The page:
By Charles Kidder
While studying design in a community college horticultural program, we visited the garden of a local horticulturist, an avid collector of Japanese maples. Our instructor was probing us to describe the garden’s aesthetic and prompted: “It begins with ‘c’,” hoping someone would say, “a collector’s garden.” Unfortunately, one of the students came out with “chaos,” a term the instructor frequently used to describe overly busy gardens. Ouch. The garden owner never let him live it down.
I have to confess to being something of a plant collector myself. I haven’t focused on any particular genus, so I don’t have to possess every new daylily or hot-off-the-shelf hosta that comes along, for example. But I do appreciate the variety and diversity of the plant world, and my garden reflects that. Which translates to: For the purposes of this article, do as I say, not as I do.
A focal point—or “focal,” for short—is something our eye goes to, whether it be in the landscape, a room, etc. In a collector’s garden, with so many plants that grab your attention, your eye jumps around and you end up with no real focal point. For gardening purposes, a focal might be a plant, but it can just as well be any object. In fact, inanimate objects may arguably make the best focals in the garden. Amid a sea of plants, an object is pretty much guaranteed to stand out.
Another advantage to using an object—a sculpture or urn, for example—as a focal: it will immediately be at its final size. No waiting for it to grow to the appropriate dimensions. No watering required. Unfortunately, there’s no exact formula for figuring out what size you’ll need. Too big, and the focal will overwhelm your garden; too small, and it will look puny and get lost in the shuffle. It’s pretty much a matter of common sense and trial-and-error. But if you’re contemplating an object that’s approximately the size of a person, you could actually have a person stand in the chosen spot to see if those dimensions work.
Color is critical for focals. Red, the complementary color to green, will stand out the most in a garden. Some might say it would stand out too much; read the warning labels, but be guided by your own muse. Blue, which is a component of green, tends to work well in a garden, generally standing out just enough from the surrounding plants. And colors will work differently according to season. A brownish urn will stand out better in a matrix of tawny winter grasses, then recede into the background as summer arrives. Greyish rocks look good in most garden situations, whereas white ones can jump out too much.
It’s risky to give advice on colors—after all, we all have our favorites—but one color I would stay away from in garden objects is green. A green object among green plants is usually going to provide only an uncomfortable clash. (If you’ve ever bought either a green hose or watering can, you’ll know what I mean.) But if the green object is surrounded by plants with burgundy or yellow foliage, then it can work.
Of course, plants can also serve as focals. To do so, the number one thing to remember is contrast. This can be as simple as having a tree or a substantial shrub in the middle of your lawn. The size and form of the tree will immediately make it stand out. If you made a grouping of three of the same tree, it should still work as a focal, since it would be viewed as a unit. But if you gave in to your collector instincts and planted three different trees in that grouping, things could go awry, particularly if they were all about the same size. You’d be better served by having one tall, upright tree, surrounded by a couple of lower, spreading trees.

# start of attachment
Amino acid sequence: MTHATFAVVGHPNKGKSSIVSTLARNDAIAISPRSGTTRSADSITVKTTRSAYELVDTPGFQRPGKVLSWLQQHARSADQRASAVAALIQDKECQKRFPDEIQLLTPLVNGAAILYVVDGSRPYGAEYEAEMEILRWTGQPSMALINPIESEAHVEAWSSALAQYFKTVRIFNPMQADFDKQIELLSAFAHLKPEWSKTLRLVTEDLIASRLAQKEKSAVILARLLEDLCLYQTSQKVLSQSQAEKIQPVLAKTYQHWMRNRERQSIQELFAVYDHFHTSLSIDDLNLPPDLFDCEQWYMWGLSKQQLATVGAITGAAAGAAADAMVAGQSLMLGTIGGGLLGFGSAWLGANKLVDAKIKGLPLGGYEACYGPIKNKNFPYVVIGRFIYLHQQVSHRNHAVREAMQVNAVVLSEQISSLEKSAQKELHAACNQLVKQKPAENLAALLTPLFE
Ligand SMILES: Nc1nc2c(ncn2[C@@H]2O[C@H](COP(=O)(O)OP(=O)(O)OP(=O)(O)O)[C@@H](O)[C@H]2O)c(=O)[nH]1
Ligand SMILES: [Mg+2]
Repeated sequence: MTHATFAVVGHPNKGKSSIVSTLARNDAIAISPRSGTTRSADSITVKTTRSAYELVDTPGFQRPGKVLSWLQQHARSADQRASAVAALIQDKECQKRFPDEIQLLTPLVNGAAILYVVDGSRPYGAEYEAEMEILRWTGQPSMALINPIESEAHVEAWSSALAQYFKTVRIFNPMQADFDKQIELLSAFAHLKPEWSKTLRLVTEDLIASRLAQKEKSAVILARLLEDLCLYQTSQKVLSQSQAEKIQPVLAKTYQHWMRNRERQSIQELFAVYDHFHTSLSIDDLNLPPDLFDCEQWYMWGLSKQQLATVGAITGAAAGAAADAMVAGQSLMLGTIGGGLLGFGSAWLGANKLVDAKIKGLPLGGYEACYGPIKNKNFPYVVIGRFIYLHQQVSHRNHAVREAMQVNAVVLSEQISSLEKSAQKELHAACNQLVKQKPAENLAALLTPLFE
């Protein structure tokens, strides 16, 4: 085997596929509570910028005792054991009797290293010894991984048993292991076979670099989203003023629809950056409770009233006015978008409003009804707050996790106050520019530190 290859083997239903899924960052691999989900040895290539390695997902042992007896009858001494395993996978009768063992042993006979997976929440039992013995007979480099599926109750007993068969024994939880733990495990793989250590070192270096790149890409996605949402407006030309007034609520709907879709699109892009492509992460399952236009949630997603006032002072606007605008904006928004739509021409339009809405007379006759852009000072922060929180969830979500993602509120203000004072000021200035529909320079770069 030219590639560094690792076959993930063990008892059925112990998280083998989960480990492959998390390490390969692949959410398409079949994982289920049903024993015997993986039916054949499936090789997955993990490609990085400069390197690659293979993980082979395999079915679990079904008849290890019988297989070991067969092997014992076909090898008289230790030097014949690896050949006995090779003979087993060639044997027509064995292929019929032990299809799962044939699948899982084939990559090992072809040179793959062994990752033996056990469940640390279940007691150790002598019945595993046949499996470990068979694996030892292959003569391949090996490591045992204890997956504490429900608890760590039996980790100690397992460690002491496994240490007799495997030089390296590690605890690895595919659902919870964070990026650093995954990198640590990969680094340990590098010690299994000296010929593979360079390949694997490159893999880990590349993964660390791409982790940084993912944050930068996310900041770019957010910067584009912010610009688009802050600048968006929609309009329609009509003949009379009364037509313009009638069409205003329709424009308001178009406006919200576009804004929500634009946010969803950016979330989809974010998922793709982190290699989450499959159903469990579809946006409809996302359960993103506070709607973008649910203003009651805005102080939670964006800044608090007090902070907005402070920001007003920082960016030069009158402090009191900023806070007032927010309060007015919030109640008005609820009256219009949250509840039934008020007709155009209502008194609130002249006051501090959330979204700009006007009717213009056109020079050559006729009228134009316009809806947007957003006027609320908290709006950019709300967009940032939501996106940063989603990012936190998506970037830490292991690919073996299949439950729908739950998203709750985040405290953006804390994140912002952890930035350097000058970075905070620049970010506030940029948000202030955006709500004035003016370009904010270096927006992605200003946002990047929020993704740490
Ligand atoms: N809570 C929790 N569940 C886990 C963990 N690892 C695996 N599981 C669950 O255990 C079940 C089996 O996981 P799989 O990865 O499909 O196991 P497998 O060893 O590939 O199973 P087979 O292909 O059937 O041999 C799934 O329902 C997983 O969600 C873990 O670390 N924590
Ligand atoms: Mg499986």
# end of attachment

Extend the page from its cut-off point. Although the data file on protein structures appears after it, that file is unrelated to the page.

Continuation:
Tall, spiky trees, some conifers for example, act well as focals, especially if they’re placed in a bed with relatively low-growing plants, such as most perennials. Depending on the size of the bed, you might even have two or three of the same tree spaced evenly. At this point, they become less of a true focal; instead they just provide some overall structure to your planting.
And how many focals should your garden have? Of course, it depends on the size of your property, but even on a modest-sized lot, you could easily have one in both your front and back yards, and two or three wouldn’t be out of the question. If they were trees that flowered at different times, they might take turns being the focal.
And a focal doesn’t have to be a large object like a tree or sculpture. In a small space, an unusual bird bath would suffice. Among herbaceous plants, one perennial with a conspicuous flower stalk might serve as a temporary focal when it’s in bloom. And don’t forget about different textures to make a plant stand out. Something like a hosta with large, bold leaves will become a “mini-focal” if it’s set among some fine-textured ferns.
Your focal doesn’t even have to be on your own property. Many of us enjoy mountain views in the distance, but you can make these vistas a more integral part of your landscape when you frame them, perhaps with an arbor or a pair of upright trees.
And like most principles of design, the rules on focals are made to be broken. You’re the only one who has to be pleased.